On Being "Thorough" – Part 2

If you haven't read KC's entry On Being “Thorough”, go check it out and come right back. I'm addressing the same point from a different direction.

On Friday, I submitted an invoice for a huge amount of hours to our biggest customer. The contract is fixed price, but paid on an incremental basis depending on the functionality of the system, so the absolute number of hours was irrelevant.

KC has kept detailed logs such as:

The first version of the [xxx] table and the [xxx]DAO is almost complete. I have sketched out all of its interactions with the [xxx]. I believe that it would be the best to completely seperate these data structures from all of the interactions with the actual [xxx] themselves.

Therefore, the [xxx] and their evolving structures can be isolated from the table structure. So far, there seem to be atleast 5 xml structures that we will have to deal with along with one that looks suspiciously more like SGML instead of xml. This may cause difficulties.

KC simply uses dotProject as a running log throughout the day taking a few seconds every so often to jot down thoughts, concerns, and questions about the system. As billing time approaches, a bit of editting and cleanup happens to the entries, but they are submitted nearly verbatim.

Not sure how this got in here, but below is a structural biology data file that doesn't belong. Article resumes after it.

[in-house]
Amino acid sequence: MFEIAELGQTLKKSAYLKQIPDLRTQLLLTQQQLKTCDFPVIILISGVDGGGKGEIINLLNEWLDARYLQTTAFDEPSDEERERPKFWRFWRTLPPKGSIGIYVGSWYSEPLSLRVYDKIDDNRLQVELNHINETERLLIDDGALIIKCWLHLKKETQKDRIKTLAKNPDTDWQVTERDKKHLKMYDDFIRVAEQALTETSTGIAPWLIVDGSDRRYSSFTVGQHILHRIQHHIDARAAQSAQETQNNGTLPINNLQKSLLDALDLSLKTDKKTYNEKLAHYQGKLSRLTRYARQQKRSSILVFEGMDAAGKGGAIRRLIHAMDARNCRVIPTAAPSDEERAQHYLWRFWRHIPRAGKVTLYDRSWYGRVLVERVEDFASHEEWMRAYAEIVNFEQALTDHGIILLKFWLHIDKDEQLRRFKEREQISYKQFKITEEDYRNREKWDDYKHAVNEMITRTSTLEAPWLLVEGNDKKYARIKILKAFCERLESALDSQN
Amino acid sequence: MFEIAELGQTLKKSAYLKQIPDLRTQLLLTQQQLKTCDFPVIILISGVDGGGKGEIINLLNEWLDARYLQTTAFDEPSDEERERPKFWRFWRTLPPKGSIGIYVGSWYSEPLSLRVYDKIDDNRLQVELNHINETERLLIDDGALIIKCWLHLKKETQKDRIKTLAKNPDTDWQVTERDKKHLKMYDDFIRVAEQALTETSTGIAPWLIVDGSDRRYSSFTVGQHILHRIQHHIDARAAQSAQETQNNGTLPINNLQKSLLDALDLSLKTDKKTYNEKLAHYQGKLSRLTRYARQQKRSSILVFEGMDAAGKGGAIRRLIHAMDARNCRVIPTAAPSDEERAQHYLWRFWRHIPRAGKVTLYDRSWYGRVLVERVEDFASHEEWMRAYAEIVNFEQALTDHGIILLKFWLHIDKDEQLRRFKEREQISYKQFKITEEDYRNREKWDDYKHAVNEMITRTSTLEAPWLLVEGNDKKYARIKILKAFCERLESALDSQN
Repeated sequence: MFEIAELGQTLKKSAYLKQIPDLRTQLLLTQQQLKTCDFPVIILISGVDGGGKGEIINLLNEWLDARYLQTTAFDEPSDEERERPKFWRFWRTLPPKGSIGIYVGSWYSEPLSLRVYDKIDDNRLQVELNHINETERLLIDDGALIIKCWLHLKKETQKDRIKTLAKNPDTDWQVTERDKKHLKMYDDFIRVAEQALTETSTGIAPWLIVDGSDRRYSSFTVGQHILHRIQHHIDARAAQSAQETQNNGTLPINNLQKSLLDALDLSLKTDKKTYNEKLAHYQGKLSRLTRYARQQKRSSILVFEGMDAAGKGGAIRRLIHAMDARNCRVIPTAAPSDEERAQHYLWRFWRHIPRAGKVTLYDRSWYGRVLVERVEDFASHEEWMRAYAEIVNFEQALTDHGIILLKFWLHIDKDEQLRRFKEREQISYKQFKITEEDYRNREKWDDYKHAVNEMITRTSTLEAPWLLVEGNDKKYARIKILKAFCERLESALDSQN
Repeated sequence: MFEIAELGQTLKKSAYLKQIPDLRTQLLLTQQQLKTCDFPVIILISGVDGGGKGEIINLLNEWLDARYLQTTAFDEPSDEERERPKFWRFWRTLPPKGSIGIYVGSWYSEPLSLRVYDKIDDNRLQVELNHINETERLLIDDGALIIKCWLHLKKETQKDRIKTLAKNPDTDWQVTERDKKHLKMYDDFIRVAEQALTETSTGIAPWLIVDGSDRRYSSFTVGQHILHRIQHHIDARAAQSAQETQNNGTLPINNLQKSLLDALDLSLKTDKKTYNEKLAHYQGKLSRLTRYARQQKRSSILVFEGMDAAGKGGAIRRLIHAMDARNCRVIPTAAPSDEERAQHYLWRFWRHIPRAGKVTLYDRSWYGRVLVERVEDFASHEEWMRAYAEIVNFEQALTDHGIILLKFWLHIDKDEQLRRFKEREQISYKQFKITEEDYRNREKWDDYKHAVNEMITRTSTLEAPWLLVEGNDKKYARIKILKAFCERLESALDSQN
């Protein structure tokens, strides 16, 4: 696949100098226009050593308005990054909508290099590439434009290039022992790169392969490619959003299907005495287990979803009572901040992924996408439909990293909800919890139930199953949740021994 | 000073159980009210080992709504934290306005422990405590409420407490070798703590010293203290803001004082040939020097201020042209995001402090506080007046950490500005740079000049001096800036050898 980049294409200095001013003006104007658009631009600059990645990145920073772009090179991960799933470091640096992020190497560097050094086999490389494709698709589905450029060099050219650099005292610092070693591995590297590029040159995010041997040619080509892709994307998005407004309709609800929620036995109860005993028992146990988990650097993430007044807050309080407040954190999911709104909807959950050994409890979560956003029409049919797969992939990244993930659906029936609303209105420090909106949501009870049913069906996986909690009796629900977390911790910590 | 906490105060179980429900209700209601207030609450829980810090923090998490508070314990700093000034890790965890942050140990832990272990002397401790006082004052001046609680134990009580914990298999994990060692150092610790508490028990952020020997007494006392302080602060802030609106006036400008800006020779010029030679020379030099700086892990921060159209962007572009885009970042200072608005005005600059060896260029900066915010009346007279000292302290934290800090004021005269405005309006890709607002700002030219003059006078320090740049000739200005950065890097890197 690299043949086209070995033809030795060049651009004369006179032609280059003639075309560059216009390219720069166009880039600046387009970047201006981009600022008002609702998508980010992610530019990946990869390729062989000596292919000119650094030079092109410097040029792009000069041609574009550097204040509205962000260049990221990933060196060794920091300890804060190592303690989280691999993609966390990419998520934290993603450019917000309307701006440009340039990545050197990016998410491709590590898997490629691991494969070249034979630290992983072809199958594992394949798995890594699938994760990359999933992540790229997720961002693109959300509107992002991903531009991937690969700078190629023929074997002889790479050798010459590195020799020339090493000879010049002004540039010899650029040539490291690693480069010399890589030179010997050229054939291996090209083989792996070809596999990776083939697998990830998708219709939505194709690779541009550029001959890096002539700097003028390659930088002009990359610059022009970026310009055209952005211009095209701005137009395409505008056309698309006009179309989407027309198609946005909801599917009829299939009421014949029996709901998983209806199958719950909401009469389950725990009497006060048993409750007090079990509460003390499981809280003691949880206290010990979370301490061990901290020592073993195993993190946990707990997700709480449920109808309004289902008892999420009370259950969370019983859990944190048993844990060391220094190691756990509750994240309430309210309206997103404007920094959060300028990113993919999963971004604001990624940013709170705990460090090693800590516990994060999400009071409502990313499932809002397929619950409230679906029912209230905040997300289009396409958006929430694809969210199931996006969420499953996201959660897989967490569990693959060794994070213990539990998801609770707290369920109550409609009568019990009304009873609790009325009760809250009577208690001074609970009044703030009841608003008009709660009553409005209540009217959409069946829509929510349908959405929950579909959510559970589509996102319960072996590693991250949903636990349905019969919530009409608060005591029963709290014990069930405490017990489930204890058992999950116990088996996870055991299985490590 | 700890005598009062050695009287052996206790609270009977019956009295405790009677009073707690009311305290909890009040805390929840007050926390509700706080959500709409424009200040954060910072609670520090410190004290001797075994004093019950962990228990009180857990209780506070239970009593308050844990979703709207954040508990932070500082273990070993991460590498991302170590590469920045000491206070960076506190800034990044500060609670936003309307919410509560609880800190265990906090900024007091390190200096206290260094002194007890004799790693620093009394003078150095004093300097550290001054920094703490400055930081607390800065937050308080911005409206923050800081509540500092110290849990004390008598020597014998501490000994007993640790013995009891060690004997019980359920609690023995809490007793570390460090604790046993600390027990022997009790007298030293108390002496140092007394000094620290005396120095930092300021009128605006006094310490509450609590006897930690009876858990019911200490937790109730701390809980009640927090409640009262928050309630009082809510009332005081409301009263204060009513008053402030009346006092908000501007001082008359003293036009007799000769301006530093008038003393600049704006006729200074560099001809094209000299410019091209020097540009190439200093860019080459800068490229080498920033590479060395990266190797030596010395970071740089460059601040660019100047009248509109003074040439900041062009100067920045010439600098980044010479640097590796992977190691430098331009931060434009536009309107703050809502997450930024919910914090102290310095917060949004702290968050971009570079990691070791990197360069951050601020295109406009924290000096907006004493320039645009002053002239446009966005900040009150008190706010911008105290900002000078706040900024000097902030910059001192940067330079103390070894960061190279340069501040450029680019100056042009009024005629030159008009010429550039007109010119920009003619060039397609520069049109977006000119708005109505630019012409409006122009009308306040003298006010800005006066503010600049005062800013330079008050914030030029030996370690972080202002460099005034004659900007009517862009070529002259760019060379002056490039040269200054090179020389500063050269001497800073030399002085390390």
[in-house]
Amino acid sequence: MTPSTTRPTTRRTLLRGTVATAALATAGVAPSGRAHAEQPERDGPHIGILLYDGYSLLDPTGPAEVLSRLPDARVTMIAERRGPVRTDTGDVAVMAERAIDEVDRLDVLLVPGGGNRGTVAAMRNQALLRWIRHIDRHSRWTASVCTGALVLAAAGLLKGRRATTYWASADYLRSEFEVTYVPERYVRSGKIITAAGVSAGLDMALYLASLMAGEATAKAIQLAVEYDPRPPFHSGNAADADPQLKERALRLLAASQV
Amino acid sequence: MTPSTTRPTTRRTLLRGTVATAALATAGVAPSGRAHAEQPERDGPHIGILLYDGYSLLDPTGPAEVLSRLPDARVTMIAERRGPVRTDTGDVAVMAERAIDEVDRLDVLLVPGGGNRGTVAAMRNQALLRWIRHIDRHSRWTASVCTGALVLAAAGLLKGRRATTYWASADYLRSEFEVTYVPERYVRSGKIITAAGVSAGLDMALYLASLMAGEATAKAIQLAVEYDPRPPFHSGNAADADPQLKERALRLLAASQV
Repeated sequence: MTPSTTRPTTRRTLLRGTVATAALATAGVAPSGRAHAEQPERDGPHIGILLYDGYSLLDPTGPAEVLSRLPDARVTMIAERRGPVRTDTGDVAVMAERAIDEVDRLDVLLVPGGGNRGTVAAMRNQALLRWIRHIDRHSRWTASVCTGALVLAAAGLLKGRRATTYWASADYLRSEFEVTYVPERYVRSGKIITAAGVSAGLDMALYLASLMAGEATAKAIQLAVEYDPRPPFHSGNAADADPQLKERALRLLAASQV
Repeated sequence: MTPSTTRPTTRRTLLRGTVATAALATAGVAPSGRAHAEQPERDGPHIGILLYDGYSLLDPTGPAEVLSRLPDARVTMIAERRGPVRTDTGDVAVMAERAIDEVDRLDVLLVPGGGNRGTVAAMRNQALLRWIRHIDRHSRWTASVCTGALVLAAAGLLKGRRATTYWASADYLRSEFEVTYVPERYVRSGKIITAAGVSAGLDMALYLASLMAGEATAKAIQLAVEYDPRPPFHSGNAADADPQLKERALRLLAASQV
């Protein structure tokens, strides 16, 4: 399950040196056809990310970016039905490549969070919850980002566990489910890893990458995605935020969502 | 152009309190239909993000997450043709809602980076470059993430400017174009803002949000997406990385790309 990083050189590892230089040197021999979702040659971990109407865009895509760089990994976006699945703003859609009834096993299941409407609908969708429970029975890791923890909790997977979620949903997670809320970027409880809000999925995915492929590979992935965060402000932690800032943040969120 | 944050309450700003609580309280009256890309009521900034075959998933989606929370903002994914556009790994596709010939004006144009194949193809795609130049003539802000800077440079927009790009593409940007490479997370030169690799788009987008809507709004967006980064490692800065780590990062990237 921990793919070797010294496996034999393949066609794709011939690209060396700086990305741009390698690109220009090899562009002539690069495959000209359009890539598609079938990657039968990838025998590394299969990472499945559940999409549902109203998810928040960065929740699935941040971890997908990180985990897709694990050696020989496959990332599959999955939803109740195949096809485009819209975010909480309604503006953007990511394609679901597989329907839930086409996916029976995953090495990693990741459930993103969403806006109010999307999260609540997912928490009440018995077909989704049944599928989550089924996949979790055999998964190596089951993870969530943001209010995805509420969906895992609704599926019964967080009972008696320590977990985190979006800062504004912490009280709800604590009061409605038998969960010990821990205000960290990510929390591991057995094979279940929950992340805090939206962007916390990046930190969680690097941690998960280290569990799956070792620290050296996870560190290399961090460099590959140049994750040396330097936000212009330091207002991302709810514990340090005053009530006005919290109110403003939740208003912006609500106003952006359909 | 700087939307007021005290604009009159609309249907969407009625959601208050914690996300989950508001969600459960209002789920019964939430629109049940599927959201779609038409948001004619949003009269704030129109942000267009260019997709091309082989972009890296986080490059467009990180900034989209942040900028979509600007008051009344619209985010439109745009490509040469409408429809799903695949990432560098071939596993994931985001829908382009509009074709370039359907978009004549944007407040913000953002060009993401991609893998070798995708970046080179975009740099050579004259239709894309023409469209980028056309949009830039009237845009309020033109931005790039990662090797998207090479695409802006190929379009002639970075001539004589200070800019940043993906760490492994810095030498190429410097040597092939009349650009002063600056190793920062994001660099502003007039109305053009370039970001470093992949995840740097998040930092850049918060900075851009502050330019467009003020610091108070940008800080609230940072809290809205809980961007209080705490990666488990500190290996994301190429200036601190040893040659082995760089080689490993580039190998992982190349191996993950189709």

I spoke with the Project Manager this morning and he said that he was stunned at the level of detail. He said that none of their vendors submit records as detailed as this, not even those who are working on a Time & Material basis. This stunned me.

I believe that if you're going to bill out your time, you must report what is done accurately and completely. Without a high level of detail, two problems arise:
1) the customer cannot know the status of the project and 2) future project estimation suffers.

If software developers and companies want to educate customers, a higher level of service is necessary. This is why all of our customers are granted limited access to our internal dotProject and Mantis deployments.